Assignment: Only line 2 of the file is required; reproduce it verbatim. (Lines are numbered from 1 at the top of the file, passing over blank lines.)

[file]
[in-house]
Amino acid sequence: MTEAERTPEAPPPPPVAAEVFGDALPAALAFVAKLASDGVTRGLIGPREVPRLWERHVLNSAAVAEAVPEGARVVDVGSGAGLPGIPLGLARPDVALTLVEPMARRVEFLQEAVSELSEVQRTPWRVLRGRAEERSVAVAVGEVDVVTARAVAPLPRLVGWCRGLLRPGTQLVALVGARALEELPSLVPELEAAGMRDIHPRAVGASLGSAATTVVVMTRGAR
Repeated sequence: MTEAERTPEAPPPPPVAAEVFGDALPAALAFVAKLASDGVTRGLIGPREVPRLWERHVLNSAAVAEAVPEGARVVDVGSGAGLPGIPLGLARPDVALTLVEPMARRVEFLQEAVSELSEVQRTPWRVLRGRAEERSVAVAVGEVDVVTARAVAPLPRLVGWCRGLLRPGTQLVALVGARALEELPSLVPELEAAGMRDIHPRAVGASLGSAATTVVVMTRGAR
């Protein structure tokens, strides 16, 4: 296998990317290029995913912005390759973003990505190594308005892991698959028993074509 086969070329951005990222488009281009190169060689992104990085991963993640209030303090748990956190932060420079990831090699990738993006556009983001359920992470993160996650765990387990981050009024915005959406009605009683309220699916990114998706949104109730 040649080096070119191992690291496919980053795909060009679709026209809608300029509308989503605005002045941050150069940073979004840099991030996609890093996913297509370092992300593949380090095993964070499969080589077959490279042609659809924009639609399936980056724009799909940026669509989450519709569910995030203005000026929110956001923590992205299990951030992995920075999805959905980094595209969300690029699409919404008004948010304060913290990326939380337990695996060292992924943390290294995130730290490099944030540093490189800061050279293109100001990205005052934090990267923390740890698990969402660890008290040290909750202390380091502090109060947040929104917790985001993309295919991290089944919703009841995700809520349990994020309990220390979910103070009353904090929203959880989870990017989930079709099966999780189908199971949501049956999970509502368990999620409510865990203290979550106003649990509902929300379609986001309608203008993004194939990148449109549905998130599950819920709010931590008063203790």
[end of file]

Amino acid sequence: MTEAERTPEAPPPPPVAAEVFGDALPAALAFVAKLASDGVTRGLIGPREVPRLWERHVLNSAAVAEAVPEGARVVDVGSGAGLPGIPLGLARPDVALTLVEPMARRVEFLQEAVSELSEVQRTPWRVLRGRAEERSVAVAVGEVDVVTARAVAPLPRLVGWCRGLLRPGTQLVALVGARALEELPSLVPELEAAGMRDIHPRAVGASLGSAATTVVVMTRGAR